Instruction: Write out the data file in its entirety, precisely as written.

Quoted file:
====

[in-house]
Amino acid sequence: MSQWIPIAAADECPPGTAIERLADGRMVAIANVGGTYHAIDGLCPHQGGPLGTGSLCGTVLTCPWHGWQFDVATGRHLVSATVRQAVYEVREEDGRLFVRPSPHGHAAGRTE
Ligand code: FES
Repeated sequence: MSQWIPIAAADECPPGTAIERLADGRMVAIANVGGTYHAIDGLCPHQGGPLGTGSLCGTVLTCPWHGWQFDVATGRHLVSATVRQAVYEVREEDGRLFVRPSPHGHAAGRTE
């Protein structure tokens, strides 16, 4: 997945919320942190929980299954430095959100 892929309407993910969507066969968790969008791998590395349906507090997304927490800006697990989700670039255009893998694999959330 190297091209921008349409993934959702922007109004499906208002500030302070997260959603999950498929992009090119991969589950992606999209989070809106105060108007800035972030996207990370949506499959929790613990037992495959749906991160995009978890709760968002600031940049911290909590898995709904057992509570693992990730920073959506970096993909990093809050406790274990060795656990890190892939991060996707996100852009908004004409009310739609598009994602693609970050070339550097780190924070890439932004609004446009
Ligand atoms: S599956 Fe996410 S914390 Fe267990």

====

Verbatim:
[in-house]
Amino acid sequence: MSQWIPIAAADECPPGTAIERLADGRMVAIANVGGTYHAIDGLCPHQGGPLGTGSLCGTVLTCPWHGWQFDVATGRHLVSATVRQAVYEVREEDGRLFVRPSPHGHAAGRTE
Ligand code: FES
Repeated sequence: MSQWIPIAAADECPPGTAIERLADGRMVAIANVGGTYHAIDGLCPHQGGPLGTGSLCGTVLTCPWHGWQFDVATGRHLVSATVRQAVYEVREEDGRLFVRPSPHGHAAGRTE
């Protein structure tokens, strides 16, 4: 997945919320942190929980299954430095959100 892929309407993910969507066969968790969008791998590395349906507090997304927490800006697990989700670039255009893998694999959330 190297091209921008349409993934959702922007109004499906208002500030302070997260959603999950498929992009090119991969589950992606999209989070809106105060108007800035972030996207990370949506499959929790613990037992495959749906991160995009978890709760968002600031940049911290909590898995709904057992509570693992990730920073959506970096993909990093809050406790274990060795656990890190892939991060996707996100852009908004004409009310739609598009994602693609970050070339550097780190924070890439932004609004446009
Ligand atoms: S599956 Fe996410 S914390 Fe267990």